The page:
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Oral thrush, or clinically known as oropharyngeal candidiasis, is a fungal infection in the mouth and throat. In healthy adults, candidiasis in the mouth and throat rarely happens. However, certain groups of peoples are more likely to develop candidiasis for reasons we will discuss below.
The fungus that causes candidiasis belongs to the group called Candida (hence the name ‘candidiasis’). Candida albicans (C. albicans) accounts for around 80% of infections.
Many people with oropharyngeal candidiasis do not have any symptoms. However, when symptoms do occur, individuals commonly experience a cottony feeling in the mouth, loss of taste, and, in some cases, pain during eating and swallowing. In some cases, the infection can also cause angular cheilitis, which is a condition that causes red, swollen patches in the corners of your mouth where your lips meet and make an angle.
James Heilman, MD, CC BY-SA 3.0 , via Wikimedia Commons
Matthew Ferguson 57, CC BY-SA 3.0 , via Wikimedia Commons
Oropharyngeal candidiasis is an opportunistic infection, i.e. which is an infection that occurs more often or severely in people with weakened immune systems.
Candida is commonly found in people’s mouth, throat, gut and vagina. For healthy individuals, candida infection happens rarely because the microbial flora keeps the populations of Candida under controlled.
However, in people with weakened immunity, Candida can overgrow and lead to candidiasis.
Candidiasis in the esophagus (the tube that connects the throat to the stomach) is called esophageal candidiasis or Candida esophagitis. Esophageal candidiasis is one of the most common infections in people living with HIV/AIDS.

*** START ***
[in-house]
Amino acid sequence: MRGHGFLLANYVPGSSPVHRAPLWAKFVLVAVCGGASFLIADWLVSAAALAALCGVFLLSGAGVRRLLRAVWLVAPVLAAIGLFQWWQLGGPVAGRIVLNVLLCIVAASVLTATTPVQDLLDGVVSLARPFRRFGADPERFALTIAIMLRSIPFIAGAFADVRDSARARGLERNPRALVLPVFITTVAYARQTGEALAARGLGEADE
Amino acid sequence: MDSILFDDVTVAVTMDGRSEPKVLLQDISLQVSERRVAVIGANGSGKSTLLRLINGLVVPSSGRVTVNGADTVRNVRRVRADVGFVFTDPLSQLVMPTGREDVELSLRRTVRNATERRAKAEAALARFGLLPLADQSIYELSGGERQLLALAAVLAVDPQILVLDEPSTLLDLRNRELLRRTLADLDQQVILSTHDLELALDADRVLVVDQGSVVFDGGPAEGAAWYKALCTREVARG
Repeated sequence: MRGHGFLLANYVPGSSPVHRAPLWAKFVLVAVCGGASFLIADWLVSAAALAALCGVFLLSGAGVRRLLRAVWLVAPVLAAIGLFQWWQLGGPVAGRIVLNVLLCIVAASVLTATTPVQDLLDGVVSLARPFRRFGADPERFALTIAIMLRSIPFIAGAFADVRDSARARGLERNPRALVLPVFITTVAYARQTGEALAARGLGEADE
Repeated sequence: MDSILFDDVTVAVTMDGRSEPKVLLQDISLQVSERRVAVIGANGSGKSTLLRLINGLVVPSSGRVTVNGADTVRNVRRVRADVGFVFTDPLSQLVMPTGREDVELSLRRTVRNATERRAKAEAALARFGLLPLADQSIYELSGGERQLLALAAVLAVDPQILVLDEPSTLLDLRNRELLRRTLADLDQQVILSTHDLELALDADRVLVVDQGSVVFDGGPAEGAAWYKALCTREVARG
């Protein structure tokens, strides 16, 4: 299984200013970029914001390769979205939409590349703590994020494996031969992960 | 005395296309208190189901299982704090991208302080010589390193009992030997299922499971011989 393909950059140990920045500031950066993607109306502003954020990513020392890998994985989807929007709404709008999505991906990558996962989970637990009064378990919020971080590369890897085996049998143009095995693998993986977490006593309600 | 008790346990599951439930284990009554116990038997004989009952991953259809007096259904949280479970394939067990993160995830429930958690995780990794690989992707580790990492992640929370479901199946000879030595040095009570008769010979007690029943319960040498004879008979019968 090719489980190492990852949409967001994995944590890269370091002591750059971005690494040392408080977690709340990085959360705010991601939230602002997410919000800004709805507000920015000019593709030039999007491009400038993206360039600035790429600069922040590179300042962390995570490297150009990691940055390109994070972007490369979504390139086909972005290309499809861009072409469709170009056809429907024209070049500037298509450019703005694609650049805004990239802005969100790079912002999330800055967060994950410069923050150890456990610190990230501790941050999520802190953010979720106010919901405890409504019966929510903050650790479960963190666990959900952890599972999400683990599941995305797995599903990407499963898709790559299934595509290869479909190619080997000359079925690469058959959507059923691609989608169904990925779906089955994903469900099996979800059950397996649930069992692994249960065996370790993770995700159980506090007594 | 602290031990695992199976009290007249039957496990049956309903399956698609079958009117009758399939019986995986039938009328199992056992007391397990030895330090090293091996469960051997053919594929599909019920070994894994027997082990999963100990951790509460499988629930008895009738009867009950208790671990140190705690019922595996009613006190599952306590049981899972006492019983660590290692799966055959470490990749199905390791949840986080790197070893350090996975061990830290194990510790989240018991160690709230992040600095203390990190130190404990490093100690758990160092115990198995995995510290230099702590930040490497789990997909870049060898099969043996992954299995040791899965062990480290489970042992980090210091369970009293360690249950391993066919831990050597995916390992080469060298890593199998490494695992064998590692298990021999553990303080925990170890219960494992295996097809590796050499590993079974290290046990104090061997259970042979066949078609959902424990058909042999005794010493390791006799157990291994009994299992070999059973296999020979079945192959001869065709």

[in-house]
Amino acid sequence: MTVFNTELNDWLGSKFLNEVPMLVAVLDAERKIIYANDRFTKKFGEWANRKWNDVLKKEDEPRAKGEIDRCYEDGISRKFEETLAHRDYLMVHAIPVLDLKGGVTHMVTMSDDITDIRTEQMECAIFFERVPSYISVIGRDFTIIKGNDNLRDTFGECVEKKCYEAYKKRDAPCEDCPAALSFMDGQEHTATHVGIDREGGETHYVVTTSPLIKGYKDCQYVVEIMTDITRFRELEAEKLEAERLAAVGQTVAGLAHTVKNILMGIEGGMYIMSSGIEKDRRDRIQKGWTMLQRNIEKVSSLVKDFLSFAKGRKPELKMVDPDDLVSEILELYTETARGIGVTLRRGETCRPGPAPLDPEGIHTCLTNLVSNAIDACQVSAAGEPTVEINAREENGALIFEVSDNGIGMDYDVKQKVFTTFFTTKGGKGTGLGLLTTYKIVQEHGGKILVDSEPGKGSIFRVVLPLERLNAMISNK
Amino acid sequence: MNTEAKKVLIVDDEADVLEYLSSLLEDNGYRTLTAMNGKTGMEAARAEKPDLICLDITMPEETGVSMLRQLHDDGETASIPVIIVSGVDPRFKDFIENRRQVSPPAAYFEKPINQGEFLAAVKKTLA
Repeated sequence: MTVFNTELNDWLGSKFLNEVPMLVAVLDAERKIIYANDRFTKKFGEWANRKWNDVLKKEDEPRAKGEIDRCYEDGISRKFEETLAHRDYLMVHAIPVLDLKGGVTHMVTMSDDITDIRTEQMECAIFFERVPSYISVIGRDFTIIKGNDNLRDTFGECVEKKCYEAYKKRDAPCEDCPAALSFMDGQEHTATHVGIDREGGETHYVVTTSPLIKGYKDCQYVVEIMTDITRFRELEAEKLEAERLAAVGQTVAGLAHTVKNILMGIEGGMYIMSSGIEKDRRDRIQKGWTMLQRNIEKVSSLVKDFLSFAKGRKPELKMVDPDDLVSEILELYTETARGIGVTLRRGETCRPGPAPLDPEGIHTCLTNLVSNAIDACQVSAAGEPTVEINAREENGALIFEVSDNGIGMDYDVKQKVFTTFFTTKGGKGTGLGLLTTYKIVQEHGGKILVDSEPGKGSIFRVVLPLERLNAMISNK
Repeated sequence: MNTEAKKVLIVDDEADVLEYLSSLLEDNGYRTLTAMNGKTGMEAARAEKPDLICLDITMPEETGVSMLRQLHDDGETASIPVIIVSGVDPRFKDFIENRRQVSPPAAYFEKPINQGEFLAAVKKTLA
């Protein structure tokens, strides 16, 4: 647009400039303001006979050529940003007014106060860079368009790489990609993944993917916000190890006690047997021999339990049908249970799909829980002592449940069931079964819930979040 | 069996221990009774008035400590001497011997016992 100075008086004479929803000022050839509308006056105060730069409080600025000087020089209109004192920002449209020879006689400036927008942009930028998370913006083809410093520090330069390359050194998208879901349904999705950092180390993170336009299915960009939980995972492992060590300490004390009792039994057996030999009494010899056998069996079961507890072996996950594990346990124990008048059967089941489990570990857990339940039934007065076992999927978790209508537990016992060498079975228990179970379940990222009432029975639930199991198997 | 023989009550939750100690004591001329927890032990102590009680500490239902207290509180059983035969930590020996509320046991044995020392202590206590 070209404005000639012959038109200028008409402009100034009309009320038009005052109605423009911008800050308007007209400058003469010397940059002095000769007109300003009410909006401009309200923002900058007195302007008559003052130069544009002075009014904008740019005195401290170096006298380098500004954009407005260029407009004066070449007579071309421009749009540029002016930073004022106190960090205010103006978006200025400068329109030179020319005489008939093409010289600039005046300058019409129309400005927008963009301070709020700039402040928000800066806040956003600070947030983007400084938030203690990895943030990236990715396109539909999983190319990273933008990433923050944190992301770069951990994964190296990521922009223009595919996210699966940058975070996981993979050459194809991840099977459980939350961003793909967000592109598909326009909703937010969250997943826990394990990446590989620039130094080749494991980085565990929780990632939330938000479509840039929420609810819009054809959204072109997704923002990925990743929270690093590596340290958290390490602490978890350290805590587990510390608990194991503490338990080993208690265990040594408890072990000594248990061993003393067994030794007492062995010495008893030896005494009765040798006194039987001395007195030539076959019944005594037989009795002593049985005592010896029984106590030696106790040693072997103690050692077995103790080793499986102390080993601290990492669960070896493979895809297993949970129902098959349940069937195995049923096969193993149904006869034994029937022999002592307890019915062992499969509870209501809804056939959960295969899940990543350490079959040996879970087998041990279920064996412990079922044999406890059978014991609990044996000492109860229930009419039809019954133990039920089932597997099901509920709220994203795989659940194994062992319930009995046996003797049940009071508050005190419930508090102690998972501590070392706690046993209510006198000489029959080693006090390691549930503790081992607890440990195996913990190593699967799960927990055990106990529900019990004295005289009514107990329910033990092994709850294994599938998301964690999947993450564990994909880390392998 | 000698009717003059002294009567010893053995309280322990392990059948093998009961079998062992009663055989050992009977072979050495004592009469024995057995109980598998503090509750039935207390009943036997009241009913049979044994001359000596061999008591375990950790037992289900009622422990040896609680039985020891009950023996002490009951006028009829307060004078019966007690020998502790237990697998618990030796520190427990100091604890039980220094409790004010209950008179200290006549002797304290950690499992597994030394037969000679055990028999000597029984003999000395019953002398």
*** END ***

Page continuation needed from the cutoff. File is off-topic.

Besides people living with HIV/AIDS, the following group of people have weakened immunity and thus having higher risk of developing candidiasis in mouth and throat:
People with weakened immunity and wearing dentures
People with diabetes
People have dry mouth (called xerostomia)
People treated with broad-spectrum antibiotics for a long period of time. This is also known as ‘antibiotic sore mouth’. This particular case of candidiasis is called acute atrophic candidiasis, which is associated with a burning sensation in the mouth or on the tongue.
Asthma patients who use inhaled corticosteroid (e.g. beclomethasone, budesonide,fluticasone). Oral thrush is one of the side effects of using inhaled corticosteroids.
People who are undergoing cancer chemotherapy or any immunosuppressive therapies (such as after organ transplantation)
While oropharyngeal candidiasis is not life-threatening, it can cause significant discomfort. If it happens to elderly or hospitalised patients, they may experience malnutrition due to difficulty in eating.
Shake the bottle well before use, then draw up the correct amount into the measuring dropper provided.
Swish the suspension throughout or be retained in the mouth for as long as possible before swallowing.
Avoid eating or drinking anything within an hour after taking the medication
Nystatin is generally safe to use. Some mild side effects of the medication may include nausea, vomiting, stomach upset and diarrhoea. If you develop any severe allergic reactions after taking nystatin suspension, stop taking it and visit a doctor immediately.
If oral thrush is not resolved after nystatin treatment, the doctor may prescribe systemic treatment (‘stronger’ antifungal) such as fluconazole and itraconazole. They can be administered as the form of pills, liquid or injection.
Besides taking medications prescribed by the doctor, it’s important that people with high risk of developing candidiasis to practise good oral hygiene:
Rinsing mouth out after eating, taking medication or using a corticosteroid inhaler
Good oral hygiene, brushing teeth twice per day
Going for regular dental check-ups (even if patients do not have any teeth)
For denture wearers:
Properly cleaning dentures
Brushing gums with a soft toothbrush
Removing dentures each night
Ensuring dentures fit properly and are not too loose
Sterilising dummies regularly and bottles after each use
If using corticosteroid inhalers, rinsing the mouth with water or cleaning a child’s teeth (if not able to rinse and spit) immediately after using the inhaler.
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Specific references have been linked in its relevant part of the article.
Cover image credit: CDC
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